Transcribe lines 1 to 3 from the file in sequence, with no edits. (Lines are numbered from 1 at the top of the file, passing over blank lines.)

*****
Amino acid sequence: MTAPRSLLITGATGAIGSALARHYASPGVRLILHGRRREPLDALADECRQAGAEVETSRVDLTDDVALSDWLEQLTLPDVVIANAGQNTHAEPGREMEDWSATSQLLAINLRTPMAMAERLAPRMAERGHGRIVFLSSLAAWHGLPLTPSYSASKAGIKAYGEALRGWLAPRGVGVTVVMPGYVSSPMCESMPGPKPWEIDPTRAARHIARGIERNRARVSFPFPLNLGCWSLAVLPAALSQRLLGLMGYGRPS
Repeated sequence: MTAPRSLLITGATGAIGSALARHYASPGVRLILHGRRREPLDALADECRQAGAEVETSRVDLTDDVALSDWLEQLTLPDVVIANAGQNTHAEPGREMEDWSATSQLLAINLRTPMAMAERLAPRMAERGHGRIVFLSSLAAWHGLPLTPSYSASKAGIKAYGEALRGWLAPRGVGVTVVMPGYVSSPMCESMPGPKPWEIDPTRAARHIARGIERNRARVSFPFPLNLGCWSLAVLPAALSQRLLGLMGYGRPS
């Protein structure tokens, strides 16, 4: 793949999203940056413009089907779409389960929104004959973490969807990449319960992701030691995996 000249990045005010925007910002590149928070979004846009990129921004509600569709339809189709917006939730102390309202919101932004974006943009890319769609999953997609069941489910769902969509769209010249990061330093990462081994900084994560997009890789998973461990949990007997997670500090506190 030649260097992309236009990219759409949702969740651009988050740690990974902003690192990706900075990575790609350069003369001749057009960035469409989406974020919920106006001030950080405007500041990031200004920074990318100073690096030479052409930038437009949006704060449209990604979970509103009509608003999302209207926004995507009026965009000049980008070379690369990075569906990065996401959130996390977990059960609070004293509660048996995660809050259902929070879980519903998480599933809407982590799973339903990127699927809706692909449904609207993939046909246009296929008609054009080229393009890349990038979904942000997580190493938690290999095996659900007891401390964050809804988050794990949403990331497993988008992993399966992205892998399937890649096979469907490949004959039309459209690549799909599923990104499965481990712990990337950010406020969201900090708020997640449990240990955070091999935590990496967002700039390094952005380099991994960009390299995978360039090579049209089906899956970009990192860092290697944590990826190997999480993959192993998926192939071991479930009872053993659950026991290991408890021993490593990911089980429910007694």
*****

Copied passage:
Amino acid sequence: MTAPRSLLITGATGAIGSALARHYASPGVRLILHGRRREPLDALADECRQAGAEVETSRVDLTDDVALSDWLEQLTLPDVVIANAGQNTHAEPGREMEDWSATSQLLAINLRTPMAMAERLAPRMAERGHGRIVFLSSLAAWHGLPLTPSYSASKAGIKAYGEALRGWLAPRGVGVTVVMPGYVSSPMCESMPGPKPWEIDPTRAARHIARGIERNRARVSFPFPLNLGCWSLAVLPAALSQRLLGLMGYGRPS
Repeated sequence: MTAPRSLLITGATGAIGSALARHYASPGVRLILHGRRREPLDALADECRQAGAEVETSRVDLTDDVALSDWLEQLTLPDVVIANAGQNTHAEPGREMEDWSATSQLLAINLRTPMAMAERLAPRMAERGHGRIVFLSSLAAWHGLPLTPSYSASKAGIKAYGEALRGWLAPRGVGVTVVMPGYVSSPMCESMPGPKPWEIDPTRAARHIARGIERNRARVSFPFPLNLGCWSLAVLPAALSQRLLGLMGYGRPS
């Protein structure tokens, strides 16, 4: 793949999203940056413009089907779409389960929104004959973490969807990449319960992701030691995996 000249990045005010925007910002590149928070979004846009990129921004509600569709339809189709917006939730102390309202919101932004974006943009890319769609999953997609069941489910769902969509769209010249990061330093990462081994900084994560997009890789998973461990949990007997997670500090506190 030649260097992309236009990219759409949702969740651009988050740690990974902003690192990706900075990575790609350069003369001749057009960035469409989406974020919920106006001030950080405007500041990031200004920074990318100073690096030479052409930038437009949006704060449209990604979970509103009509608003999302209207926004995507009026965009000049980008070379690369990075569906990065996401959130996390977990059960609070004293509660048996995660809050259902929070879980519903998480599933809407982590799973339903990127699927809706692909449904609207993939046909246009296929008609054009080229393009890349990038979904942000997580190493938690290999095996659900007891401390964050809804988050794990949403990331497993988008992993399966992205892998399937890649096979469907490949004959039309459209690549799909599923990104499965481990712990990337950010406020969201900090708020997640449990240990955070091999935590990496967002700039390094952005380099991994960009390299995978360039090579049209089906899956970009990192860092290697944590990826190997999480993959192993998926192939071991479930009872053993659950026991290991408890021993490593990911089980429910007694």